The hidden costs of credit

As 22seven recently published on medium.com, “Always think twice before you buy something on credit or take out a loan.”

Here’s the thing to remember with credit – it’s just a nicer way of saying that you’re spending money you don’t have. In other words, you’re using someone else’s money to fund your current lifestyle. Credit is sold to us on the premise that it’s money we will have in the future, and often we do have the money in time and can pay it all back, but sometimes we don’t, and we just keep borrowing more. This is when we get stuck.

This continual servicing of debt becomes a hidden cost to our future self, and then the interest and account fees all start adding up, so we look for additional credit providers to help us. From banks to store credit, a recent US study showed that the average American debt (per U.S. adult) is $58,604 and 77% of households have at least some type of debt.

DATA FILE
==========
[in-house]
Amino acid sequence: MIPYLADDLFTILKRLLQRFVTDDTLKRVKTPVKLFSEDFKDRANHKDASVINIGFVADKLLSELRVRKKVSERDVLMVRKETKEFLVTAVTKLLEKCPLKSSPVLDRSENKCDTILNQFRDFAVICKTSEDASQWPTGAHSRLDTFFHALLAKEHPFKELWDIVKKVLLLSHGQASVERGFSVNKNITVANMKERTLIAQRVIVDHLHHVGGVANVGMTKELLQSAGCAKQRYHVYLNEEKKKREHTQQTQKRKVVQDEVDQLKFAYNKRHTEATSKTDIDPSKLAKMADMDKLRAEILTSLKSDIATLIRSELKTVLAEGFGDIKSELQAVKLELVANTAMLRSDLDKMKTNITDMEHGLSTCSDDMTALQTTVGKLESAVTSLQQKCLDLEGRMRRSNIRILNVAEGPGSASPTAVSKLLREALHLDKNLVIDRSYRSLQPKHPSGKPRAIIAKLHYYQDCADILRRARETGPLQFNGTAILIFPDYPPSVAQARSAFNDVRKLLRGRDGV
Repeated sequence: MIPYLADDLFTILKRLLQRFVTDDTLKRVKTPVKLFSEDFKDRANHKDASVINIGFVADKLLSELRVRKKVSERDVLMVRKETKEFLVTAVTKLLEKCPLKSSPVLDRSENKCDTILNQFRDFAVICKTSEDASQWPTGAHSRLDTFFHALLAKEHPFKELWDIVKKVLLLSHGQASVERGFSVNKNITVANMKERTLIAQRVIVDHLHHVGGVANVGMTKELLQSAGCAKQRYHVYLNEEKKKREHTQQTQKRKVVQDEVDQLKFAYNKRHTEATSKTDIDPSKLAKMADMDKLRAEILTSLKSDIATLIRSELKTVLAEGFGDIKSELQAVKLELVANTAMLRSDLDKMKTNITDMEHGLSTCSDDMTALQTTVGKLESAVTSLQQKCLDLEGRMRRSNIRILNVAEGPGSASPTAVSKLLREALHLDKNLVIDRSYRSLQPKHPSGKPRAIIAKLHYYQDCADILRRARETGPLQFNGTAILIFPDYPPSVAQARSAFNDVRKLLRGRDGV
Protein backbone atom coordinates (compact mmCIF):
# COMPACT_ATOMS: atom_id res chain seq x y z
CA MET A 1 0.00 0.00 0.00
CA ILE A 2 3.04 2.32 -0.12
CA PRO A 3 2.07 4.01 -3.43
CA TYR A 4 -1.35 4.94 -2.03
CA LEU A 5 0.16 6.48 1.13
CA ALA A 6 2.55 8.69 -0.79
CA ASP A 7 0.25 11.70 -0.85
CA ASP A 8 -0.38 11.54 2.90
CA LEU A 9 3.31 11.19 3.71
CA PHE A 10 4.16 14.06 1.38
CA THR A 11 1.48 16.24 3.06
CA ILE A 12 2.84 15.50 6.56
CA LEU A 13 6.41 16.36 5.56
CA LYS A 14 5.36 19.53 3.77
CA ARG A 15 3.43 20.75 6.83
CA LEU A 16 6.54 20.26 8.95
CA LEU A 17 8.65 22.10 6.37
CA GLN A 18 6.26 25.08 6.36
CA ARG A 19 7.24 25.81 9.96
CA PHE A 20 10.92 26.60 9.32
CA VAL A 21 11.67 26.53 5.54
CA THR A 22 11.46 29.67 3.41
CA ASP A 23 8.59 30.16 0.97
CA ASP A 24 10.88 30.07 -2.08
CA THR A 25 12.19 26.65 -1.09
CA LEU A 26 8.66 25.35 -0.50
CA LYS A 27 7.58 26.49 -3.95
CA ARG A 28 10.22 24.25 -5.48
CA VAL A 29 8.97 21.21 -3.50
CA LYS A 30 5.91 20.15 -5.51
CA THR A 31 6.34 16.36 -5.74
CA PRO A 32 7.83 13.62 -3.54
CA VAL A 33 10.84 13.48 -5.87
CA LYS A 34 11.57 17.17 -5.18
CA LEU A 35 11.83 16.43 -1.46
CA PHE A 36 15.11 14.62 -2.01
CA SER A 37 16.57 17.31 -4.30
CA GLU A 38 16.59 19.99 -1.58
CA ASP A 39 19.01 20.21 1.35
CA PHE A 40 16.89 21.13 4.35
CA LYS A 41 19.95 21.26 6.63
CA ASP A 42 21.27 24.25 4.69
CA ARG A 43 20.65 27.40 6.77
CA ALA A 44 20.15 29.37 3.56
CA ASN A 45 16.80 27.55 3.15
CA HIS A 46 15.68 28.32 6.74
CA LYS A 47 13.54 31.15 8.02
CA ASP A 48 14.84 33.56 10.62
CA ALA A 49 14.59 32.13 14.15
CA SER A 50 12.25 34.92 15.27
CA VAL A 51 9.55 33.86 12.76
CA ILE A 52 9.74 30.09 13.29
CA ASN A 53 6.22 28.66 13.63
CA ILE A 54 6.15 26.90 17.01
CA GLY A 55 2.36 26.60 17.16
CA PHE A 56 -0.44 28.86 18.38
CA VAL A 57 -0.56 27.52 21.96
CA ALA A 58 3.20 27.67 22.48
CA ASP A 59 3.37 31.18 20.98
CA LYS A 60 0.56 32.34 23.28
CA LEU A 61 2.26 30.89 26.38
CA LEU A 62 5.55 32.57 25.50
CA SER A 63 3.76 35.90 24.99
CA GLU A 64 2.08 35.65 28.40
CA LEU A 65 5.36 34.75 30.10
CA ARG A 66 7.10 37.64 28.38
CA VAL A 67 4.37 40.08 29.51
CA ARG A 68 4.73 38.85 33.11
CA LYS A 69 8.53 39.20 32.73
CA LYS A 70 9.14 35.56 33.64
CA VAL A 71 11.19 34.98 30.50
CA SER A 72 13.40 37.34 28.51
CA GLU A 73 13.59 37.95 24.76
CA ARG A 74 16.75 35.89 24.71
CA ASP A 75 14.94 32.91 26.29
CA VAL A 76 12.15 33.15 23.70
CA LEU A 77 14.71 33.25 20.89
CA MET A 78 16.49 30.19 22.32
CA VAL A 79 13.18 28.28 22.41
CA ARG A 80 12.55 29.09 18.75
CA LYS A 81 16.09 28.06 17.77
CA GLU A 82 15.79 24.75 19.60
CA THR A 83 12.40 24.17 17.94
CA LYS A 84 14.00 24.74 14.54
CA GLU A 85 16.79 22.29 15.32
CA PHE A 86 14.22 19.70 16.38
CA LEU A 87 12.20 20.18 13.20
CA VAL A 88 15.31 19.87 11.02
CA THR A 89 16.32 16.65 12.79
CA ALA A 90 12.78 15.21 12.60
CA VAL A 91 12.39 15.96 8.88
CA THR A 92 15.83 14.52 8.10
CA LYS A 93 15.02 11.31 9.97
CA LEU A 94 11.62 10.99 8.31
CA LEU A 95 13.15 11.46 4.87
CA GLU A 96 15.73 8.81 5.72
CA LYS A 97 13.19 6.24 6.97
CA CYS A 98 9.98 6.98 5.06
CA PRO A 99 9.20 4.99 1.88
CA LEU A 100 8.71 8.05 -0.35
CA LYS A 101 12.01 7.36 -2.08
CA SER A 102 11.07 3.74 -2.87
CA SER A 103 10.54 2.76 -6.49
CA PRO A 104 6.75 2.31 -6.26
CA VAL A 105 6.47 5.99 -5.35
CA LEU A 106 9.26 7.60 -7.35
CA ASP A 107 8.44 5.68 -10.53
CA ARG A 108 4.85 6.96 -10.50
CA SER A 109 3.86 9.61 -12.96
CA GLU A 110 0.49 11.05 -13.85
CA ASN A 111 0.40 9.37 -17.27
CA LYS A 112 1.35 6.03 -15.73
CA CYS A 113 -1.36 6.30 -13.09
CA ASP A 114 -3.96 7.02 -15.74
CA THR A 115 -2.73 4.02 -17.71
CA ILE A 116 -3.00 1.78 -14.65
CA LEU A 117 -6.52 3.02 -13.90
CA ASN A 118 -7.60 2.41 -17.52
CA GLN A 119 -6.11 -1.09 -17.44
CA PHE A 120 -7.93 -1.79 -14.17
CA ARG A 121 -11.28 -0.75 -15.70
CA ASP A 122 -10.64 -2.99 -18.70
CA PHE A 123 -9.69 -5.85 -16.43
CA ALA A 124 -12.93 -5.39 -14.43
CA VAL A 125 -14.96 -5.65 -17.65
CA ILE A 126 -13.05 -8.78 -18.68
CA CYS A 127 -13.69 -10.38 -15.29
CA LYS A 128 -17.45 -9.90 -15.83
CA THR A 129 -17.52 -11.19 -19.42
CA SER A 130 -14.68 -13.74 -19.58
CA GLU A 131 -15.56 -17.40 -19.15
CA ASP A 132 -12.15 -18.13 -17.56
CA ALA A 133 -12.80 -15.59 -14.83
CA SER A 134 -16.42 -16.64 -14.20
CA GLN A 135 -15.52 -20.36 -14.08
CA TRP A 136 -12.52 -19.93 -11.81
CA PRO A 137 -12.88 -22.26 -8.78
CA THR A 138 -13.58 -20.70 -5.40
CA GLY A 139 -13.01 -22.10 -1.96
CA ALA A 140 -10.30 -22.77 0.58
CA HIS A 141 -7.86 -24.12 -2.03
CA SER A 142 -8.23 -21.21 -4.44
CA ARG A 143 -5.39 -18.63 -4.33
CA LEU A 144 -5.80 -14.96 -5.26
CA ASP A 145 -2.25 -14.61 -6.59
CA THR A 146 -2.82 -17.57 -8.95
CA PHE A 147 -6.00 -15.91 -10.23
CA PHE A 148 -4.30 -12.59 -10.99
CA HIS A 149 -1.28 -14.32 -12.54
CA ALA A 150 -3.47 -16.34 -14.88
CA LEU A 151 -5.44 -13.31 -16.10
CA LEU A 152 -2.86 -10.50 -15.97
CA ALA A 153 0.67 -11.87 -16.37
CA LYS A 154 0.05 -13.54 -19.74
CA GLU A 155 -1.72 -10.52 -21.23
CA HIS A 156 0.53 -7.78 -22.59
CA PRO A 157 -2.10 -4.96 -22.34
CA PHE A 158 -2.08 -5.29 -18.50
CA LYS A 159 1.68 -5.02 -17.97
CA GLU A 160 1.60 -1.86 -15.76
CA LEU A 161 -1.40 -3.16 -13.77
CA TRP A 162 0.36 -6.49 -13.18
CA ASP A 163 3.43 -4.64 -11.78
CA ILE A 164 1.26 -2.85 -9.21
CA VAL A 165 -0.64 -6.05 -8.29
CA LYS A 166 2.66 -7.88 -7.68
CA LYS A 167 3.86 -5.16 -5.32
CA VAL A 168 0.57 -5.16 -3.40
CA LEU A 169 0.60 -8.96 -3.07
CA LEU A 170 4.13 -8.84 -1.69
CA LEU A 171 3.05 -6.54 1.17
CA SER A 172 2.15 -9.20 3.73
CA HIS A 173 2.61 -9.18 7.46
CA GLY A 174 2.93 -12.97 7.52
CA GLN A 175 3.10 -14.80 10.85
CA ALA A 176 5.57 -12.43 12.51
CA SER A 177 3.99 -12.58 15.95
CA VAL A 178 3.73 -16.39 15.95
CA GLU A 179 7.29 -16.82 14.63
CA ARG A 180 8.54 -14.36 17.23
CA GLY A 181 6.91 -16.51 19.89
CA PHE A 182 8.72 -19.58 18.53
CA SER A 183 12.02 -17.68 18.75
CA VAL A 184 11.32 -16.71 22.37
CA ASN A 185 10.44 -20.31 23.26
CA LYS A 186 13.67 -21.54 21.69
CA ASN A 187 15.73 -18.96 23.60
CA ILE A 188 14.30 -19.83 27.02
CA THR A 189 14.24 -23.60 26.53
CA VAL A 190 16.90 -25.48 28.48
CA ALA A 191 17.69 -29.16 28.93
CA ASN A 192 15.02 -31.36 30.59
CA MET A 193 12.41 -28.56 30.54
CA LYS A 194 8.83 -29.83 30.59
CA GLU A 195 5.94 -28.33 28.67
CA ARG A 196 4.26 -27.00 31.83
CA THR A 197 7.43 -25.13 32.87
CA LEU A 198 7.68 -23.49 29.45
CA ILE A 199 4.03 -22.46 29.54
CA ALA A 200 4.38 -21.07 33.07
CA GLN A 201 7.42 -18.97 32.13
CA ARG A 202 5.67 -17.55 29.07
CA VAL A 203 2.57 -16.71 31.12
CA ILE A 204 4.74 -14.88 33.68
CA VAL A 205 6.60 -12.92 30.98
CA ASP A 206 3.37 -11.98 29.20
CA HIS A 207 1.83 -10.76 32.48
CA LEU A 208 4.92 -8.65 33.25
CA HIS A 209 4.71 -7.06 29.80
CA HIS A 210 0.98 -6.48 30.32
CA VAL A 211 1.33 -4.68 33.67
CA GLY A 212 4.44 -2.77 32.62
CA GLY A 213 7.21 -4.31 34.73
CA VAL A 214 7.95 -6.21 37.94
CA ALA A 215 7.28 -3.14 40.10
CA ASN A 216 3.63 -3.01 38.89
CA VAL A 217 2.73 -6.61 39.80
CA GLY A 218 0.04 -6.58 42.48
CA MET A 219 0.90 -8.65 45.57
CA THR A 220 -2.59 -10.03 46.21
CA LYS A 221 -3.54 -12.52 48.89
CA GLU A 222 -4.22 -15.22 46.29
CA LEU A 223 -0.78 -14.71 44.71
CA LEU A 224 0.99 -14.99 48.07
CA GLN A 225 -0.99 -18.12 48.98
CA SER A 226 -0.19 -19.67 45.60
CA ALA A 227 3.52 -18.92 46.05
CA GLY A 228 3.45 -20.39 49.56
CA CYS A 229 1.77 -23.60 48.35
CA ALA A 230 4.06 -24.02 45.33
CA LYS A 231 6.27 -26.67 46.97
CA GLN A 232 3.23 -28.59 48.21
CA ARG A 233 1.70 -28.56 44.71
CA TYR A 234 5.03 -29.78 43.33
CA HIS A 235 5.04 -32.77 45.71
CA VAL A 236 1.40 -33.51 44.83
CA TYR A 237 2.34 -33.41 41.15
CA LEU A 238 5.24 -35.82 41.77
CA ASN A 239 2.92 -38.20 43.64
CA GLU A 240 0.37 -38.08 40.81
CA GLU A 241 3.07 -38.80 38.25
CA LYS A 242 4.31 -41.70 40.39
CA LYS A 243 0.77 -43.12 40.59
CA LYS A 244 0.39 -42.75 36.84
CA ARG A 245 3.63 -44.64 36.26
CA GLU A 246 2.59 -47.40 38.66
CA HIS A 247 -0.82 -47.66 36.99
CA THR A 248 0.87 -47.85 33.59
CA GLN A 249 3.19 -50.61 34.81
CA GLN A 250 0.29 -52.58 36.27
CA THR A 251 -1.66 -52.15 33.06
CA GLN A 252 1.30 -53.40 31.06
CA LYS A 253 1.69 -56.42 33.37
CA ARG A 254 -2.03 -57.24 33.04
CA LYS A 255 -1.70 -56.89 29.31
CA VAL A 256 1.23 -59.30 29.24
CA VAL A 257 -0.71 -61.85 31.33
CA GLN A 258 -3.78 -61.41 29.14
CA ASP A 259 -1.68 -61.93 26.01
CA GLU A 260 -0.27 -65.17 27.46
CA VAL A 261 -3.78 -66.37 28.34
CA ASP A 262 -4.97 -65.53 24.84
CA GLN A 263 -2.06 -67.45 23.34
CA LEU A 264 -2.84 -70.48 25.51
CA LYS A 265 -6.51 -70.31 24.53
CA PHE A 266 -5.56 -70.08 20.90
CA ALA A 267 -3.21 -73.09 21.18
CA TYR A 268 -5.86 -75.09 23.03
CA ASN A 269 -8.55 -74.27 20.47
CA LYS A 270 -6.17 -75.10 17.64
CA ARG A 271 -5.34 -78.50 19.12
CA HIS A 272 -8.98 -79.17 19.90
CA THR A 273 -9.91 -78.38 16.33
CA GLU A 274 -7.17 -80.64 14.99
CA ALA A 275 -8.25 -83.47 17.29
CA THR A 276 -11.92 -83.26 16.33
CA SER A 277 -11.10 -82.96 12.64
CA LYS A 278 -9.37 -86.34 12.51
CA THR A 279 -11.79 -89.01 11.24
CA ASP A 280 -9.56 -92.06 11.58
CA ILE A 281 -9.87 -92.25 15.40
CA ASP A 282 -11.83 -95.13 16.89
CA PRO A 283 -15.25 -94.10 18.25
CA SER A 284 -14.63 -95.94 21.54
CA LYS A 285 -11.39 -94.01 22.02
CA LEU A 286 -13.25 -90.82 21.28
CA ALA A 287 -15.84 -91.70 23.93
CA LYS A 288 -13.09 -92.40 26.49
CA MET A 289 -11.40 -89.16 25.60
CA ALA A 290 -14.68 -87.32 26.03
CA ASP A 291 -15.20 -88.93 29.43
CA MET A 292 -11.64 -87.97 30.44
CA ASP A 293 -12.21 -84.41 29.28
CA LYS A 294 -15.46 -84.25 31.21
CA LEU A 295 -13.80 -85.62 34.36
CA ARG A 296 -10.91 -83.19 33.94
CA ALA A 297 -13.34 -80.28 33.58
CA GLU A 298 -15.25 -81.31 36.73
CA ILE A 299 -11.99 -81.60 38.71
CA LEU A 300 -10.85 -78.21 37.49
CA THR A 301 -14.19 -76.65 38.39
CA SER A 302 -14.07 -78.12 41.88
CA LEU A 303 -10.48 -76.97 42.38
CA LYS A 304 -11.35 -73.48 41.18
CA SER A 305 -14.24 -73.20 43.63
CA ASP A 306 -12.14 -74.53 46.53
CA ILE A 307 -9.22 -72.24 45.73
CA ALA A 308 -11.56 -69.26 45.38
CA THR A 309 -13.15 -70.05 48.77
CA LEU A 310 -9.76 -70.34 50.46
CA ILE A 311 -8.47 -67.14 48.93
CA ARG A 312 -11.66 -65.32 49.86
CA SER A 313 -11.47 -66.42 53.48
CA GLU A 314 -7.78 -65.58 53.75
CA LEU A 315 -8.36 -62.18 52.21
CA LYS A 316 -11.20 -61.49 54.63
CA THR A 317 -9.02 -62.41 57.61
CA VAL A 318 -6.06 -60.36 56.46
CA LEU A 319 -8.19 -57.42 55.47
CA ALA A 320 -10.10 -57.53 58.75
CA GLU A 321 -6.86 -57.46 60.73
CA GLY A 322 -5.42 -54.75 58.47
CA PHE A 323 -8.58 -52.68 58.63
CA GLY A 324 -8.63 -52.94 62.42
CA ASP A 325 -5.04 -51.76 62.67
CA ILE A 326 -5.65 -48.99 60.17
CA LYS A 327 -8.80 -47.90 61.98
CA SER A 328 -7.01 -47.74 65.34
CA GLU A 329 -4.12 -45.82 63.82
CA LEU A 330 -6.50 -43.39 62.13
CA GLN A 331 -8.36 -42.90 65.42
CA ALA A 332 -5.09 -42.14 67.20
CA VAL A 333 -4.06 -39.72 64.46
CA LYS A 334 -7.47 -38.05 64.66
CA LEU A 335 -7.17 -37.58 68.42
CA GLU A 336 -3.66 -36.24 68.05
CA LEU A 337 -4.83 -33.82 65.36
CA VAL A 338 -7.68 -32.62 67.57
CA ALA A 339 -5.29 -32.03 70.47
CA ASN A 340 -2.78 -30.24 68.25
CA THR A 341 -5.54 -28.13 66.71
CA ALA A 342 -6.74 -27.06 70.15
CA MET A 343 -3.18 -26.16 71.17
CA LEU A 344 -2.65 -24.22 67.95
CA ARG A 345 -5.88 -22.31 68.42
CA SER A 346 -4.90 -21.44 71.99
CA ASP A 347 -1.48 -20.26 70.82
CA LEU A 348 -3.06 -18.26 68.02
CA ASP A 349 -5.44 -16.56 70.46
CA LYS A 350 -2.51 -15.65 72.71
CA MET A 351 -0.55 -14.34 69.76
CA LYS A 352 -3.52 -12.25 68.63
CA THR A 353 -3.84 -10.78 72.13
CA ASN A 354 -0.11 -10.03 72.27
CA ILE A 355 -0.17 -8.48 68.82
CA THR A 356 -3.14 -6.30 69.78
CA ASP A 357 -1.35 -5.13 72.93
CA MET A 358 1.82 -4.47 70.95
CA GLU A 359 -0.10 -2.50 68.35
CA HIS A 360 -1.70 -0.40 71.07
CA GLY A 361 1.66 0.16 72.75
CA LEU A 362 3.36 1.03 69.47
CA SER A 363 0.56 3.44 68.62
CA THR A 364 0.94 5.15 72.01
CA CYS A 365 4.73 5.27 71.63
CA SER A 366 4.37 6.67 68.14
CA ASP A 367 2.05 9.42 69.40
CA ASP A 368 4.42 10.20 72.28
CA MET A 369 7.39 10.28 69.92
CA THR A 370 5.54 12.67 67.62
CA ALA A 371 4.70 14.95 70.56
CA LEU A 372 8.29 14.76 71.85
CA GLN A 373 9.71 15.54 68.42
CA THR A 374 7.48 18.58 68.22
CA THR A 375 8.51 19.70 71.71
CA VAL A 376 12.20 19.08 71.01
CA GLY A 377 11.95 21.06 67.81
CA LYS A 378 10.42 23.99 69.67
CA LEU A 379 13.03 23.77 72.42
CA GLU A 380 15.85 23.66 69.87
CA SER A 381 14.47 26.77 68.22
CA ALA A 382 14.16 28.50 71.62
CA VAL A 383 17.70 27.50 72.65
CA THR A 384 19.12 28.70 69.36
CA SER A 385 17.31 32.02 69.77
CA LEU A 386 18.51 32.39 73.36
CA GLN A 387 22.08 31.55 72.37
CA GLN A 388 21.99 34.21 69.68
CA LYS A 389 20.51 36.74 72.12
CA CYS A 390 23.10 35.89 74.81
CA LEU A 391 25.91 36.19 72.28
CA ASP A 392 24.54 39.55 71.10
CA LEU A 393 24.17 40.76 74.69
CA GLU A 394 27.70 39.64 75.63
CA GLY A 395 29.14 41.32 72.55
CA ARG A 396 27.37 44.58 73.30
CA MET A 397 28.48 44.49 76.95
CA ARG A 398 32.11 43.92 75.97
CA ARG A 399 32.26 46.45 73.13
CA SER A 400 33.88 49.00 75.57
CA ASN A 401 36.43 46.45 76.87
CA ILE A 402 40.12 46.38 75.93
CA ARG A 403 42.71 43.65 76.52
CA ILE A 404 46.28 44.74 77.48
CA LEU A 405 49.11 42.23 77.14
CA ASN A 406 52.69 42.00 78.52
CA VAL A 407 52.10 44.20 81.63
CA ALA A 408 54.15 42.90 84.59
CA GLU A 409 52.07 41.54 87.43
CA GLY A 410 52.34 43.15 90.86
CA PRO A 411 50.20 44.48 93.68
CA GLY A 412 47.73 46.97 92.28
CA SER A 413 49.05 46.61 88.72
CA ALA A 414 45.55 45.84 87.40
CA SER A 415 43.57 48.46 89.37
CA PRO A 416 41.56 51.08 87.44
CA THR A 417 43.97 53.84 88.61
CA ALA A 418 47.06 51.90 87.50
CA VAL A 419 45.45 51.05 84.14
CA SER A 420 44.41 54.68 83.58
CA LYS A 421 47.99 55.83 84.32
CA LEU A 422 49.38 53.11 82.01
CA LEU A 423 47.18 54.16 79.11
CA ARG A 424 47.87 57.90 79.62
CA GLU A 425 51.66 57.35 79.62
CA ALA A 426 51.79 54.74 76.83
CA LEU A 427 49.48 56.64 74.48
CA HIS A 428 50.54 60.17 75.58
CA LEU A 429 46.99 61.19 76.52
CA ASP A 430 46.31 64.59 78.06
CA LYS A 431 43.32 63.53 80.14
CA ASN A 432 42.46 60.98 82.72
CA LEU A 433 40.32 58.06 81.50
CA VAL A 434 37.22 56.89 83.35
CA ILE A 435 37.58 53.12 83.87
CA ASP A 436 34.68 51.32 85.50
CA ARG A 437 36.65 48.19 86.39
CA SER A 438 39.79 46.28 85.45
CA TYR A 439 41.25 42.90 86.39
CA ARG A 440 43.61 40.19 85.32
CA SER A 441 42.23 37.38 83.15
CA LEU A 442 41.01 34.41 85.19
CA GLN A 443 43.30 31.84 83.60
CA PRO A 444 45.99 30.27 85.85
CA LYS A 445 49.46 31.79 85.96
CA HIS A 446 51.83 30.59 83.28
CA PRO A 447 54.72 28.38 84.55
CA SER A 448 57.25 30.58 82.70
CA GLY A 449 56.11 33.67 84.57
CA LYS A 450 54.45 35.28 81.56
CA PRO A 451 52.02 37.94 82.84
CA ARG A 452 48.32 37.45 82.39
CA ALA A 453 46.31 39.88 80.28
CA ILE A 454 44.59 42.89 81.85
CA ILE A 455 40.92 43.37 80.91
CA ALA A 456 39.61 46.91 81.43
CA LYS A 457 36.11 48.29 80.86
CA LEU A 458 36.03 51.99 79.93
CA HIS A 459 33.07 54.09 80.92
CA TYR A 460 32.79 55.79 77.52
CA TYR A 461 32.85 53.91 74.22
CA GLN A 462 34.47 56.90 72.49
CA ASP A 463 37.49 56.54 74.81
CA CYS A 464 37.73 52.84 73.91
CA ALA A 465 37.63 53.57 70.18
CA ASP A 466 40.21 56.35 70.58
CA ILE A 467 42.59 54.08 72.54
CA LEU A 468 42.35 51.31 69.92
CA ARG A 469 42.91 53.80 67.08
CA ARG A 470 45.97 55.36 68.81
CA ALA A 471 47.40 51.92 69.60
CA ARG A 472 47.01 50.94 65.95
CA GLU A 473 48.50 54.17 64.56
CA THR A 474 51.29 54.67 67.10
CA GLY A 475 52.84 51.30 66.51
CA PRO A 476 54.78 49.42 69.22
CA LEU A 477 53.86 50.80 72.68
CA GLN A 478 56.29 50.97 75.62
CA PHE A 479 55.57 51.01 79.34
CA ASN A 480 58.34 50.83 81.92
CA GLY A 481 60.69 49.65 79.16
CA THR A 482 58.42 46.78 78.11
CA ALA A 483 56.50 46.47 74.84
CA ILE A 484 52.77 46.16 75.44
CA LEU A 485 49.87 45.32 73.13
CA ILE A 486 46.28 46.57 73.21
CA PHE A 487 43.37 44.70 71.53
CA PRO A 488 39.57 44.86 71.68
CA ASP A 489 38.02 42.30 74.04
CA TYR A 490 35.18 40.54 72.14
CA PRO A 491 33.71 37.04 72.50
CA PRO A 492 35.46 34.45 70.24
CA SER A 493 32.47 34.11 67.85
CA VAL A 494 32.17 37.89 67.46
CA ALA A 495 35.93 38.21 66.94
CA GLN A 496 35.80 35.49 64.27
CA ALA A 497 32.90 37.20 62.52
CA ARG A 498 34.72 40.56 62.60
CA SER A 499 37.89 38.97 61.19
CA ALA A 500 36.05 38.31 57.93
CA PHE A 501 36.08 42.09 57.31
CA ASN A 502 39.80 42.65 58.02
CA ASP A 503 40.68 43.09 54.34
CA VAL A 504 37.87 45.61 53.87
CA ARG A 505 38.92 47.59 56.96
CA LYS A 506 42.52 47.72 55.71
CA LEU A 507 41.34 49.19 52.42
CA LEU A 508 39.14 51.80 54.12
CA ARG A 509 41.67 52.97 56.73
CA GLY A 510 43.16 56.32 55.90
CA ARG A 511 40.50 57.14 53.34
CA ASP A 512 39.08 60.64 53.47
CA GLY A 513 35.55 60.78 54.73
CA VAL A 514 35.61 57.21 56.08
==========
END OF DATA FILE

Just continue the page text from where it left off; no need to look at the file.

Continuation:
Whilst this will vary from region to region, country to country, it’s safe to assume that most people in today’s global economy have accepted credit to support their current living standard.

This is not necessarily wrong or right, but it’s something we have to talk about and know that we’re all in the same boat together. When we stifle conversations about money, we succumb to unhealthy thoughts and feelings about our financial situations that divide us rather than connect us.

So, before you take on any more credit, make sure you’ve given some thought to the following things:

  1. Is my income enough to cover the full cost of this credit (not the items bought – credit will always cost more)
  2. With inflation, will I still be able to pay for this credit comfortably?
  3. If I had the cash available, would I still spend it on this (or these)
  4. What are the extra costs, like card and account fees, interest, insurance etc

Credit has hidden financial costs, but it also has costs to our emotional, physical and mental wellbeing from the stress of creating too much debt. It’s hard to live without debt, but it’s not impossible to keep it to a manageable amount or reduce it entirely.

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